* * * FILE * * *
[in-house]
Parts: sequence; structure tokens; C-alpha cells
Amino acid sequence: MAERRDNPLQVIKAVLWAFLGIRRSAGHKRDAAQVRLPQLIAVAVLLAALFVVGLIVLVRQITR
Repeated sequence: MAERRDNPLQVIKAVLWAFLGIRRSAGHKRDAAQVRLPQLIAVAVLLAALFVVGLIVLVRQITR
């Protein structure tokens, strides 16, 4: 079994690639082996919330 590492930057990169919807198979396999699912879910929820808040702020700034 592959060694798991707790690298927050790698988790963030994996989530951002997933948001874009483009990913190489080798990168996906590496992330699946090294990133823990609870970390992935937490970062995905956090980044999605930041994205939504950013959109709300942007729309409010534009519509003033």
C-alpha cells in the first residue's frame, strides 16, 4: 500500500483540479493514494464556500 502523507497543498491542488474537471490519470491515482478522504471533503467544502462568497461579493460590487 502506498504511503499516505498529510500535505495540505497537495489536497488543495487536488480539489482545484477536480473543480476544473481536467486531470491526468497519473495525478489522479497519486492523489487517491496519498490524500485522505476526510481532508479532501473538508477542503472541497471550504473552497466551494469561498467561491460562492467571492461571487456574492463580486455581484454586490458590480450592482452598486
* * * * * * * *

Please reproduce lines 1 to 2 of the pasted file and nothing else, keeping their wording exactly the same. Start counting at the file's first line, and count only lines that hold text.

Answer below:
[in-house]
Parts: sequence; structure tokens; C-alpha cells